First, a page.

The other night, after finishing with our store-bought rotisserie chicken, my husband decided to take the carcass, toss it in our large stock pot, cover it with water and simmer. I steered clear of this process, what with being kind of squeamish about meat that resembles its original critter, so I didn’t realize that the stock was nothing but chicken: no onions, leeks, celery… nothing.
Guess what: it was perfectly fine. You can also, of course, do this with another bird carcass that you might have in the fridge from yesterday’s Festival of Gluttony. Just sayin’.
The next day, when I made the soup, I made up for the lack of stock seasoning by adding my own during the cooking process.
- 1 quart chicken stock
- 2 cups water
- 3-6 carrots, chopped (I prefer to chop the carrots larger than the celery and onion for appearance and texture)
- 2 stalks celery, chopped
- 1 onion, chopped
- Olive oil
- 2 boneless skinless chicken breasts, cut into bite-sized pieces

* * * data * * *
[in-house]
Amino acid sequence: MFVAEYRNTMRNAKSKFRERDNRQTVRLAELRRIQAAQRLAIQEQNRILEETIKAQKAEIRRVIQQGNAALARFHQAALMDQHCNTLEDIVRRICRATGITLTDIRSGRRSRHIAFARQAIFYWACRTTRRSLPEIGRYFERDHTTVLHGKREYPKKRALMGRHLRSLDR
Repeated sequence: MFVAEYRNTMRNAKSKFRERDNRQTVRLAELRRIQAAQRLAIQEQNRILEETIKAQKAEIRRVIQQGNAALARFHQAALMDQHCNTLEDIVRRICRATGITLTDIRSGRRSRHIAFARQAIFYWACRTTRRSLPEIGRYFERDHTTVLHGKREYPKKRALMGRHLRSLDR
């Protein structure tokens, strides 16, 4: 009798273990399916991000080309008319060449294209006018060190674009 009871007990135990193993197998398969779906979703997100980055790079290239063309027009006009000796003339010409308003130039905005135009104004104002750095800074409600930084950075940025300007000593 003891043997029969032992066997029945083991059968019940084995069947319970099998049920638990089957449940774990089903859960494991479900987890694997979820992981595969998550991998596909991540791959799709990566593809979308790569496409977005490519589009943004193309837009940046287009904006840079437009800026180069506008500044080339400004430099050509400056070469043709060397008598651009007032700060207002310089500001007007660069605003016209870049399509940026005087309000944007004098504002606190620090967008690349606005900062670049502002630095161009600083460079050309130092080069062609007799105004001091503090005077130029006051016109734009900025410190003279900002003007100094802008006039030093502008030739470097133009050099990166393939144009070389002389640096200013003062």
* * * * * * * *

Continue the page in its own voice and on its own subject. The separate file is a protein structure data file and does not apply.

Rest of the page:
- Salt and freshly ground pepper to taste
- 1 bay leaf
- 1 tsp dried thyme
- Tabasco smoked chipotle pepper sauce
- 1 parmesan cheese rind
- 1 can diced tomatoes, drained
- 2 packs ramen, noodles only — discard the seasoning packet
- Parmesan cheese for garnish
Plug in your slow cooker and turn the heat to low (for 8+ hours) or high (for 4+ hours). Skim the excess fat from the refrigerated stock and add the stock and water to the slow cooker.
In a large frying pan, saute the carrots, onion and celery until soft, about 8 minutes. Season with salt and pepper. Transfer to the slow cooker.
Using the same pan, brown the chicken on all sides, about 5 minutes. Transfer to the slow cooker.
Add salt, pepper, parmesan rind, thyme, bay leaf and three or more shakes of the Tabasco. Cook for 4 hours on high or 8 hours on low.
About 15 minutes before serving, add the drained tomatoes and allow them to warm through.
In a separate pot, boil 4 cups of water. Break dried ramen noodle bricks into more manageable chunks. Cook for 3 minutes or according to package directions. DO NOT use the seasoning packet.
Add the ramen to the soup and garnish with grated parmesan cheese. Serve immediately with fresh bread.
As with all soups, the Tiny Kitchen Assistant gave his thumbs up once the components were removed from the broth. The ramen noodles, as you might guess, were his idea. The adults were pleasantly surprised that the unseasoned stock turned out to make such a tasty soup.